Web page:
Of all the advice that Horace Sinclair received from his fellow Owossoeans – those self-interested widows; the young matrons aside from Mrs. Feller; the men his own age (usually “cardiac” patients full of frightened optimism about the new regime Dr. Hume had them on) – the piece he most disliked was the injunction against “living so much in the past.” It always assumed that the past, while perhaps not a bad place, was too easy a spot for anyone to live in; that abiding there was an “escape” that didn’t challenge the mind, which left it as vulnerable as all those septuagenarian hearts. Whereas Horace knew that living in the past demanded much more effort than living in the here and now. As it receded ever further, the past required more and more work for a man to keep up with it, ever greater imaginative stamina to keep chasing it down the tracks. The present asked no more than that he get aboard and take a window seat. Living there showed nothing like a proper regard for life or time; it made them both disposable, like the magazines that had stolen their names. The past was the present treasured and enhanced, an object needing the same care as the late Mrs. Sinclair’s silver tea service, the one she had received from her sister in Boston, in 1900, as a wedding present. Horace continued to apply the pink polish to it every Saturday, even though he had never been able to stand the smell through all the decades of his marriage.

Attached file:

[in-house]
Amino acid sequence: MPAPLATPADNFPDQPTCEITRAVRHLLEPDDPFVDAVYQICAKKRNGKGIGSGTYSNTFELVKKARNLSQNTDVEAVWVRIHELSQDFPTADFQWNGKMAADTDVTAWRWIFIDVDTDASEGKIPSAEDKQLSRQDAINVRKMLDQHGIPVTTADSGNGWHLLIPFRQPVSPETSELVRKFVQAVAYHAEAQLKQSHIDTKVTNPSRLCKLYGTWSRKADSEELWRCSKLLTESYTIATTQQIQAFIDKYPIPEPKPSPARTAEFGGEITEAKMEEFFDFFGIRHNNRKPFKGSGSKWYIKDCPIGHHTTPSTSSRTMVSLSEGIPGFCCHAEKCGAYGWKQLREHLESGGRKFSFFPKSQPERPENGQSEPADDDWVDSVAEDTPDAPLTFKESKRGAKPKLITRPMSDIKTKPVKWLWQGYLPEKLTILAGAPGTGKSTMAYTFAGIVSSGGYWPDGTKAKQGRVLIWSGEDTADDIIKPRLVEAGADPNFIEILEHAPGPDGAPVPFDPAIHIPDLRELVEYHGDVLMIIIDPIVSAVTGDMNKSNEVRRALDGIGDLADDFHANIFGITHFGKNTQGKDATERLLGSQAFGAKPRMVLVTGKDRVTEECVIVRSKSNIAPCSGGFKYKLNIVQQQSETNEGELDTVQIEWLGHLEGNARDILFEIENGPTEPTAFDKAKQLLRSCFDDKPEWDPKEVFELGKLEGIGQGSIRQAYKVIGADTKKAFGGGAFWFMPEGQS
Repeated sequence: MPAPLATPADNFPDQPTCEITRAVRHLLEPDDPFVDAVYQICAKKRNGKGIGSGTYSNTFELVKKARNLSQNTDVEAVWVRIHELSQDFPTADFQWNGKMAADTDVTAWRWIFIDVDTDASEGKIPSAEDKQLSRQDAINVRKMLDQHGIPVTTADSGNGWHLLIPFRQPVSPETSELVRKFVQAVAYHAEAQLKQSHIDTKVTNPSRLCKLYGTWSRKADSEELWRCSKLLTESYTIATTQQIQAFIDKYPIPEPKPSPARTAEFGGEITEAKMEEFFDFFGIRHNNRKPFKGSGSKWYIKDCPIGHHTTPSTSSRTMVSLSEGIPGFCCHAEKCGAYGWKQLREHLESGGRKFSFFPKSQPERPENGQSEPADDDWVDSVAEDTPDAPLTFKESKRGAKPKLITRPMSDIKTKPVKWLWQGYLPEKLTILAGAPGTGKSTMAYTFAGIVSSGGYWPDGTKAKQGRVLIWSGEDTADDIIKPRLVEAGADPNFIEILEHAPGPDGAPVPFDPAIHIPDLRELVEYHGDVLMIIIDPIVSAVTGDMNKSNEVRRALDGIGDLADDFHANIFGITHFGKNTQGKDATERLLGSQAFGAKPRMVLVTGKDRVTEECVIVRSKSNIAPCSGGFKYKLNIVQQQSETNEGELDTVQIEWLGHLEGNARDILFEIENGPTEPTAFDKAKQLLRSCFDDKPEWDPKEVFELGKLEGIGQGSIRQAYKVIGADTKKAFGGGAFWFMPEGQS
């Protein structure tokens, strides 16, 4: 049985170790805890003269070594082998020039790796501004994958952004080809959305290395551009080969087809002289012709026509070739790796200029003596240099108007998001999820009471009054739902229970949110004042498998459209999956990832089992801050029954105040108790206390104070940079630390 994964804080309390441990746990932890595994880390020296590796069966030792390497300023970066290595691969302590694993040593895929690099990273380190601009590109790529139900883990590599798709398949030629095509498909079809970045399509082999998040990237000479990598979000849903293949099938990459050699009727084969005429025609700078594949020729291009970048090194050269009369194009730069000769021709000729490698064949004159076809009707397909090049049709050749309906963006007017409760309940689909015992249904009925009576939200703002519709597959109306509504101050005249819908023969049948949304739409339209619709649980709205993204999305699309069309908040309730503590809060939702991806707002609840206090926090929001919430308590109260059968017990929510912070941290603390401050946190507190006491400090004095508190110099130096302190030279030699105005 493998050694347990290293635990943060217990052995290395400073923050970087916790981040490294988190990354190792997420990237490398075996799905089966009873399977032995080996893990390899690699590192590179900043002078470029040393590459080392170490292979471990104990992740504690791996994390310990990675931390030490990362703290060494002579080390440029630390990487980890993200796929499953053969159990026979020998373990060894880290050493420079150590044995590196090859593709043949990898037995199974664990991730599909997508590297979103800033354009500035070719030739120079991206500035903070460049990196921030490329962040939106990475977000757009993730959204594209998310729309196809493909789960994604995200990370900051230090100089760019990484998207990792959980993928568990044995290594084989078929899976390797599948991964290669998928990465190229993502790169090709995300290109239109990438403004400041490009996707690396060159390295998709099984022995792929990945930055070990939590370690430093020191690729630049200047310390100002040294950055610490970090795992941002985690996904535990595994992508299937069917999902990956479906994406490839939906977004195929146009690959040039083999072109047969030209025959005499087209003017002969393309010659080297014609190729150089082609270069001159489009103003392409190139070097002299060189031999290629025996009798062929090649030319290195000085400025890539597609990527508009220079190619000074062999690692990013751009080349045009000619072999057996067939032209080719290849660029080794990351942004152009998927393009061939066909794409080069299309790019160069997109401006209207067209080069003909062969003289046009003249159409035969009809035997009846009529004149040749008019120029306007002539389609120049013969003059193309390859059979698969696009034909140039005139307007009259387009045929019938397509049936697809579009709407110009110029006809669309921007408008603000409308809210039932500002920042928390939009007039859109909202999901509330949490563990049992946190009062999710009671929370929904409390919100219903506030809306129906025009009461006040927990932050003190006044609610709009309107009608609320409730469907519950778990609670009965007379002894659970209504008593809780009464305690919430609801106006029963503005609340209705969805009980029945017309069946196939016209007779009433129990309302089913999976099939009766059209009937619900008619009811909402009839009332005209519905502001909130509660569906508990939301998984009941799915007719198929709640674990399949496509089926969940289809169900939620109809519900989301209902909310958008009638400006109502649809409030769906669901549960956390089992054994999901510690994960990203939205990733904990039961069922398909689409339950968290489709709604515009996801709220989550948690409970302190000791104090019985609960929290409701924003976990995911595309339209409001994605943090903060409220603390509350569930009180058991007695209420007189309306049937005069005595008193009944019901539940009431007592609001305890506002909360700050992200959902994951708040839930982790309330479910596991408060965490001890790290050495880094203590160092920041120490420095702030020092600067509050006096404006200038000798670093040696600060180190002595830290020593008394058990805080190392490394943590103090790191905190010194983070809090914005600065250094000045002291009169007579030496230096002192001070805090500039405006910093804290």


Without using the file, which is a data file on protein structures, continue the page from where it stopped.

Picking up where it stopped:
Thomas Mallon, Dewey Defeats Truman